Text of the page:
A New Day

A new day approaches.

We are in preparations to launch Episode 4 of “They Live Among Us.”

Episode 4 picks up where Episode 3 left off – Ted, a lonely park ranger, encounters a frail young woman atop the Hollywood sign, on the verge of suicide. Being the romantic that he is, he falls in love… only to discover that she is a ghost.

He seeks advice from Buer, who is having troubles of his own, for Lucian and Beliala have risen. Buer’s plan is to return to Elysium through acts of grace; Lucian yearns to take it by force. Beliala longs for Elysium, too… and Buer’s touch.

Caim has returned to his warehouse home, only to discover that Serfina has fled, once again, to the streets. He searches for her, flying above the streets of Los Angeles, and lands nearby. He finds where she lives… and discovers Rocco there.

Soon, we’ll all once again be in this world of fallen angels, suicidal spirits and the humans that they love, all struggling to find grace in the place known as the City of Angels. I look forward to seeing you there. Reach out in the dark; I’ll take your hand, and together we’ll walk through this Paradise Lost.

To see stills of Episodes 1-6, please visit our Pinterest page. And so we may continue to keep bringing you this rich tapestry of gothic supernatural romance, please subscribe to our YouTube channel, where you can also view episodes 1-3.

“The mind’s its own place, and in itself, Can make a heav’n of hell; a hell of heav’n” ~ John Milton, Paradise Lost

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The Story Begins

Today is All Soul’s day. What a serendipitous date to premier Episode 1 – “Pull My Strings” of They Live Among Us.

You’ll meet Craig, a guy who is having a really bad day. You’ll watch Jimmy and Beth exchange not-so-secret glances, and you’ll hear Caim and Buer as they begin their eternal discussion… and you’ll meet Lillith. A lovely stranger – from a very strange land.

Original music by Brent Heflin McHenry

“Mary Annette”  courtesy of The Hushdown

The mind is its own place, and in itself
Can make a heav’n of hell, a hell of heav’n. – John Milton, Paradise Lost

Like what you see and want to see more? Support our Kickstarter campaign for Episodes 4-6!

A Place Called Paradise

I spent Sunday night in Paradise.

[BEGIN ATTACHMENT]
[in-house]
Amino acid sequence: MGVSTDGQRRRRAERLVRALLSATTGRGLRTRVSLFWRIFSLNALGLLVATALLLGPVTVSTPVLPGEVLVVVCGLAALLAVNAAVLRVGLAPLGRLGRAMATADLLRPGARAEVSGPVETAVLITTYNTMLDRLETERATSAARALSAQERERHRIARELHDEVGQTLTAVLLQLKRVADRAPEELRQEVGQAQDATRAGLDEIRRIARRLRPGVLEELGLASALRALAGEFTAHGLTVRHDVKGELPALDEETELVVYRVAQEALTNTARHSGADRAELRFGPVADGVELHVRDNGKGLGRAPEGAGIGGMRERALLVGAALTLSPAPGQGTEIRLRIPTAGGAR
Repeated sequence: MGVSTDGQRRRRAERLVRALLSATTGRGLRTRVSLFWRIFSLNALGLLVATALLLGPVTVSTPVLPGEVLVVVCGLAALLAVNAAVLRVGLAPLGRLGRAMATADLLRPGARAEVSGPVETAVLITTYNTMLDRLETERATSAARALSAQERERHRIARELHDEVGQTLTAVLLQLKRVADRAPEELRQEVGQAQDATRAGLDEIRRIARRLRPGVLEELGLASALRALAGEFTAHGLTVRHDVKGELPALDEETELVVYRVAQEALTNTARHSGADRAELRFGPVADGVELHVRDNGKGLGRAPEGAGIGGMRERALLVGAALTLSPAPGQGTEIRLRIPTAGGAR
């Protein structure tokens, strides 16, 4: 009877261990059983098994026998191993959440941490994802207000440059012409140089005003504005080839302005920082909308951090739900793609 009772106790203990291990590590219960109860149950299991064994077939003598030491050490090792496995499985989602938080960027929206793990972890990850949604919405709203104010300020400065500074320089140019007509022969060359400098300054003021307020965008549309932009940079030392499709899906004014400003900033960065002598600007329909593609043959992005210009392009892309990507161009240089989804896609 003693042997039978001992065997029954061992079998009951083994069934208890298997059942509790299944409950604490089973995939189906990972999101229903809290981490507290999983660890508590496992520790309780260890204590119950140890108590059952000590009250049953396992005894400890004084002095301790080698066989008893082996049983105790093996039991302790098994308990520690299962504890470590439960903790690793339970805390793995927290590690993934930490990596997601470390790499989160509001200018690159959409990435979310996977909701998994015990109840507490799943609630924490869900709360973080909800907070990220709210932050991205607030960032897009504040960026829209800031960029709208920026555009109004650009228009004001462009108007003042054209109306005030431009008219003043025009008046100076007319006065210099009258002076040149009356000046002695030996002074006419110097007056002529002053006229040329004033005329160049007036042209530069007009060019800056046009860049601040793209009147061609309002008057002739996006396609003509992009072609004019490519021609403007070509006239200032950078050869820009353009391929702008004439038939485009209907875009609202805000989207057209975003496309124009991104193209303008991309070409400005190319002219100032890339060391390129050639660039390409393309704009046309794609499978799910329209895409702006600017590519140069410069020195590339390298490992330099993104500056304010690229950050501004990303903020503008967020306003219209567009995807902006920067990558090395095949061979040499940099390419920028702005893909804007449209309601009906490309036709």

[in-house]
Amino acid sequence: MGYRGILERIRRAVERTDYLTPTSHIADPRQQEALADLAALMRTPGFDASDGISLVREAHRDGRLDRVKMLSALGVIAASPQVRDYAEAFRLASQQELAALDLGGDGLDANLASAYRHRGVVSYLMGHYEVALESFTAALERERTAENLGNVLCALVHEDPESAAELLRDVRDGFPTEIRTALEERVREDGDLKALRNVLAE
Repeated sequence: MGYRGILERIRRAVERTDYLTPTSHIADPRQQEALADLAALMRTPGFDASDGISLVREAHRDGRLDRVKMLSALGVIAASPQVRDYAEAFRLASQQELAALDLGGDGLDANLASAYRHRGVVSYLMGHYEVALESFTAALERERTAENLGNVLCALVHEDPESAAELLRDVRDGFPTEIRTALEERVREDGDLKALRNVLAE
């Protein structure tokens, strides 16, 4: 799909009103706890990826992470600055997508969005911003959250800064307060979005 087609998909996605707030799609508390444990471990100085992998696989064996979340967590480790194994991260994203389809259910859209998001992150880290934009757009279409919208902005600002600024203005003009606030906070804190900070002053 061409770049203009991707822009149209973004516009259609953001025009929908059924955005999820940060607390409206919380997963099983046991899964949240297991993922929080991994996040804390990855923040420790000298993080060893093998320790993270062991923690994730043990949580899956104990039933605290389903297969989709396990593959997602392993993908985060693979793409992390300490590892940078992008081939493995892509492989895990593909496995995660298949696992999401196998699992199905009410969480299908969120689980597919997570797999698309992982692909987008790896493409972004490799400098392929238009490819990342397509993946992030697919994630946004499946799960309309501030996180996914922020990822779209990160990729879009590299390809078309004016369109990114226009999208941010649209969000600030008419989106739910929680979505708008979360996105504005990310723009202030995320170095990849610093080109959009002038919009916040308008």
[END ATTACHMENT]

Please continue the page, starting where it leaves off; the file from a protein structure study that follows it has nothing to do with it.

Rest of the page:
Urban sprawl provides one with anonymity, as if the masses surrounding you form a shield of invisibility. You are indistinguishable amongst the masses. You cannot be seen for who – or what – you truly are.

It was under this protective veil that I entered the Paradise Bar.

There is no measure of time in Paradise, for there are no windows with which to gauge the hour of day. It is eternal midnight within its dark walls. A few mismatched bar stools, a couple of small seating areas – this is the sum of Paradise. It is a place where troubled souls venture, in order to numb the pain within.

Across from me were two men engaged in debate. One of them, the older, wore the clerical collar of a priest; the other was cloaked in black. Their discussion, barely audible, had the sense of a lifelong debate between the two. I wondered why the priest found such pleasure in his whiskey… what horror he was trying to forget… and yet, he seemed hopeful. Ebullient, almost, clinging to idealism the way a drowning man might clutch a water-logged seat cushion.

His companion was of a different ilk; dark, beautiful, intense. Detachment was his defense… and yet, a glimpse of something else. An offhand remark; a rare smile, a bit of self-deprecation… and pain. I watched as the mask was dropped. Anguish wrapped around him like a lover’s embrace – anguish, and hope. I thought of Janus, the two-faced god, and wondered which of the faces would become master, and which would become the slave.

A movement caught my eye – a young man stepped into the room. His clothes were rumpled, there was stubble on his cheeks. He seemed lost – and utterly alone.